This chapter presents IMS's past and discusses IMS as a strategic part of today's computing environment.
In This Chapter:
- "History of IMS: Beginnings at NASA"
- "Is IMS Still Strategic for Customers and IBM?" on page 4
History of IMS: Beginnings at NASA
IMS has been an important part of world wide computing since its inception.
On May 25, 1961, United States President John F. Kennedy challenged American industry to send an American man to the moon and return him safely to earth. The feat was to be accomplished before the end of the decade, as part of the Apollo program. American Rockwell won the bid to build the spacecraft for the Apollo program and, in 1965, they established a partnership with IBM to fulfill the requirement for an automated system to manage large bills of material for the construction of the spacecraft.
In 1966, 12 members of the IBM team, along with 10 members from American Rockwell and 3 members from Caterpillar Tractor, began to design and develop the system that was called Information Control System and Data Language/Interface (ICS/DL/I). During the design and development process, the IBM team was moved to Los Angeles and increased to 21 members. The IBM team completed and shipped the first release of ICS in 1967.
In April 1968, ICS was installed. The first "READY" message was displayed on an IBM 2740 typewriter terminal at the Rockwell Space Division at NASA in Downey, California, on August 14, 1968.
In 1969, ICS was renamed to Information Management System/360 (IMS/360) and became available to the IT world.
Since 1968, IMS:
- Helped NASA fulfill President Kennedy's dream.
- Started the database management system revolution.
- Continues to evolve to meet and exceed the data processing requirements demanded by today's businesses and governments.
IMS as a Database Management System
The IMS database management system (DBMS) introduced the idea that application code should be separate from the data. The point of separation was the Data Language/Interface (DL/I). IMS controls the access and recovery of the data. Application programs can still access and navigate through the data by using the DL/I standard callable interface.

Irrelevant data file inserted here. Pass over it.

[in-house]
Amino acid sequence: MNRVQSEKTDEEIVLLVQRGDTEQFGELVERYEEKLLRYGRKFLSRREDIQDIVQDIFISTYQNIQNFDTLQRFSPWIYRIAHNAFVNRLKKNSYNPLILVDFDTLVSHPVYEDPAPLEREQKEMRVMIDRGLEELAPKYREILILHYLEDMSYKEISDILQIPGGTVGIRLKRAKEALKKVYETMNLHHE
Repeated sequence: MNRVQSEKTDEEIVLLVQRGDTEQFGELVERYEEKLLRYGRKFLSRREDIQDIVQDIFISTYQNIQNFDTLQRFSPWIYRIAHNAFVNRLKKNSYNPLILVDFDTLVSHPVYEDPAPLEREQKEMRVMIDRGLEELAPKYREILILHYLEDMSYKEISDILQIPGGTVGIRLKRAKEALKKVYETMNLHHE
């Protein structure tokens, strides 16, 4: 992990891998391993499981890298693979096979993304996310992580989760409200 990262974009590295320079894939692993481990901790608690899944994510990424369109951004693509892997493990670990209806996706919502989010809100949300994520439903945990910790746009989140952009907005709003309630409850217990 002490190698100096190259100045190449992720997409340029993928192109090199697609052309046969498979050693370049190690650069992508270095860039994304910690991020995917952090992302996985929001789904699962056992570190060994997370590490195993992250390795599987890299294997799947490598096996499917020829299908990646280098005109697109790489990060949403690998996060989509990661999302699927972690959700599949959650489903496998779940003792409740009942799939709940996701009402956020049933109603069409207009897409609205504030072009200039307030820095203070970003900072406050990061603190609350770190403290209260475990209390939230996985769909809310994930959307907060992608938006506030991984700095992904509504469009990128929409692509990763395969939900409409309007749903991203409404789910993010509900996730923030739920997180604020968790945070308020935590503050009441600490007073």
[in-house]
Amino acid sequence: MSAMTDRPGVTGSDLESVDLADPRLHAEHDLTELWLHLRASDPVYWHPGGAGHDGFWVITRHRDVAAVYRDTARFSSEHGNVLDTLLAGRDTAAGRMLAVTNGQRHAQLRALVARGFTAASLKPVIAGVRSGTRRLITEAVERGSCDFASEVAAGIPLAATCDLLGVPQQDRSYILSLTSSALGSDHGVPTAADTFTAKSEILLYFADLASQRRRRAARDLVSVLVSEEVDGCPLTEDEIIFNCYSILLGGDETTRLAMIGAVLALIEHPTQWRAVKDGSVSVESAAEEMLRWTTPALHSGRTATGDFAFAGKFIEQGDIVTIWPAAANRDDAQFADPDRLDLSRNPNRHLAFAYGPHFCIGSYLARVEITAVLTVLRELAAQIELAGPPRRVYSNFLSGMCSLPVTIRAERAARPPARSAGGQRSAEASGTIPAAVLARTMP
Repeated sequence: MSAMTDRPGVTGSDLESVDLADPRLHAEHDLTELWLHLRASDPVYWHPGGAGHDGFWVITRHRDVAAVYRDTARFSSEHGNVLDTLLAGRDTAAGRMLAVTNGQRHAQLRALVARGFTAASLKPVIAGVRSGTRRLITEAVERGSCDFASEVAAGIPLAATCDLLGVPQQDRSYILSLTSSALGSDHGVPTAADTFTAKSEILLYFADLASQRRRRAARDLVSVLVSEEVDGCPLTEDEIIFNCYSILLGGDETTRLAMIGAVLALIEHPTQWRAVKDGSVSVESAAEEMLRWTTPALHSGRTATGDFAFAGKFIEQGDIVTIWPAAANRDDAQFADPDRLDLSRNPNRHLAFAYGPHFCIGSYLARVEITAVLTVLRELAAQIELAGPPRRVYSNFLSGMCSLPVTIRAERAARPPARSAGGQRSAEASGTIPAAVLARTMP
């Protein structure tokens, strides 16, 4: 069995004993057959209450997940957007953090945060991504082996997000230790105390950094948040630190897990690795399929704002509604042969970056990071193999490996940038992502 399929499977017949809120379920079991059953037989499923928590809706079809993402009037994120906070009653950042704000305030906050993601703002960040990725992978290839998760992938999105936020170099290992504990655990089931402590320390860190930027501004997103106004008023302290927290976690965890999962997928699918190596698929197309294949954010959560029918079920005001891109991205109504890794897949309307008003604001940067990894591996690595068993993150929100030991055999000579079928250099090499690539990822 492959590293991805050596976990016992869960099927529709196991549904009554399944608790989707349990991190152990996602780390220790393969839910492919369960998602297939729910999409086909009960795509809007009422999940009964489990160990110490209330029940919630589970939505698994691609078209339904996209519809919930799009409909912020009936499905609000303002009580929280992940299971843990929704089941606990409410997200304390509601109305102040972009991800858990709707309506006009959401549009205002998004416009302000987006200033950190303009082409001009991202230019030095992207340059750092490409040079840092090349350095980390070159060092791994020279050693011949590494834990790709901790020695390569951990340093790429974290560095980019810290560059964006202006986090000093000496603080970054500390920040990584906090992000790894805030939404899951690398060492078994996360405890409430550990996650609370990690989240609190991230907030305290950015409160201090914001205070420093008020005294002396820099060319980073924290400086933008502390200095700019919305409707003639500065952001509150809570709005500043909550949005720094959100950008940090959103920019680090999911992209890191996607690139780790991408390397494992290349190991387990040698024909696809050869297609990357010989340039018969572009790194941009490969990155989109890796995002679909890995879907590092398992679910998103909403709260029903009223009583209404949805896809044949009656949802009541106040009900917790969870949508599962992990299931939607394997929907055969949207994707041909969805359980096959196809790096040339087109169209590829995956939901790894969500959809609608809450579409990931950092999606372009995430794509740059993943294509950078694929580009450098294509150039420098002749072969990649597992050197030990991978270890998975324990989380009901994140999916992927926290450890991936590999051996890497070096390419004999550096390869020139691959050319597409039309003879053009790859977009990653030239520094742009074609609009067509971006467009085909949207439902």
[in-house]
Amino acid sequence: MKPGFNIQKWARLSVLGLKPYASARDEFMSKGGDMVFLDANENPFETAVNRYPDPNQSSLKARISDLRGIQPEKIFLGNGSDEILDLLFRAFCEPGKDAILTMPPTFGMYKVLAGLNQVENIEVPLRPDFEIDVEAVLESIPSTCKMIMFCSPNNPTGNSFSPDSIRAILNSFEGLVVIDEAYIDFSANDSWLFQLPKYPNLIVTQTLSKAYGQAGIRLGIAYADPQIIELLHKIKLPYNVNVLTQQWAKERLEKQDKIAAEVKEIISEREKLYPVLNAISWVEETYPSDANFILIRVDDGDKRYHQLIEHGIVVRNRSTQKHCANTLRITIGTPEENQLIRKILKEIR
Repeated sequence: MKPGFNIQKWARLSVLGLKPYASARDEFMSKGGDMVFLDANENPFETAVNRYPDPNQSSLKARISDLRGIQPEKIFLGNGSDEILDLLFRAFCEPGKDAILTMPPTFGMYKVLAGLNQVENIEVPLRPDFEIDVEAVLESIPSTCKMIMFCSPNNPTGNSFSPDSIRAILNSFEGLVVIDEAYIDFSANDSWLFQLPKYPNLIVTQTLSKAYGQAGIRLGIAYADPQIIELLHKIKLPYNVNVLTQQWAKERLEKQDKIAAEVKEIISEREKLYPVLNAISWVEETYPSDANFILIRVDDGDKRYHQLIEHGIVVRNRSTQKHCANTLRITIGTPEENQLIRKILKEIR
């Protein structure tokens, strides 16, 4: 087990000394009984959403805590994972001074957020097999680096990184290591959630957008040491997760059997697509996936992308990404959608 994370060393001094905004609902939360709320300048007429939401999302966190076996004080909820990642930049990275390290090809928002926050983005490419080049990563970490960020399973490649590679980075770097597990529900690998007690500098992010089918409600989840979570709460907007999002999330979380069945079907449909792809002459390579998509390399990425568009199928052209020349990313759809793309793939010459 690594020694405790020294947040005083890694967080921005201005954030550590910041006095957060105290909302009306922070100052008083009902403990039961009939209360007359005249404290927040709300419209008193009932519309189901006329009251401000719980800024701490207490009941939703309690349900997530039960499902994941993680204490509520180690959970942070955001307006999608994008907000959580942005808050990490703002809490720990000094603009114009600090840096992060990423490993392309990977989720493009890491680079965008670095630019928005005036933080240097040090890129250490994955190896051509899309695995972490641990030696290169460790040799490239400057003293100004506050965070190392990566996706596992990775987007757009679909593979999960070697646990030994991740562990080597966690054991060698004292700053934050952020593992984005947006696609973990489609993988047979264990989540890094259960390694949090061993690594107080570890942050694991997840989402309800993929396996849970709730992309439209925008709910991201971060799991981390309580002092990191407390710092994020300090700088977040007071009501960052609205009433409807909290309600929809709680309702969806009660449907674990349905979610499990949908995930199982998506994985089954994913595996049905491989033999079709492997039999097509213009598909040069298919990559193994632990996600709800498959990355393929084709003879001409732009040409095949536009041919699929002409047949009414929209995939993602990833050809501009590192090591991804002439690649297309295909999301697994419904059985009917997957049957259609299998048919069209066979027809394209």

This separation established a new paradigm for application programming. The application code could now focus on the manipulation of data without the complications and overhead associated with the access and recovery of data. This paradigm virtually eliminated the need for redundant copies of the data. Multiple applications could access and update a single instance of data, thus providing current data for each application. Online access to data also became easier because the application code was separated from data control.
IMS as a Transaction Manager
IBM developed an online component to ICS/DL/I to support data communication access to the databases. The DL/I callable interface was expanded to the online component of the product to enable data communication transparency to the application programs. A message queue function was created to maintain the integrity of data communication messages and to provide for scheduling of the application programs.
The online component to ICS/DL/I ultimately became the Data Communications (DC) function of IMS, which became the IMS Transaction Manager (IMS TM) in IMS Version 4.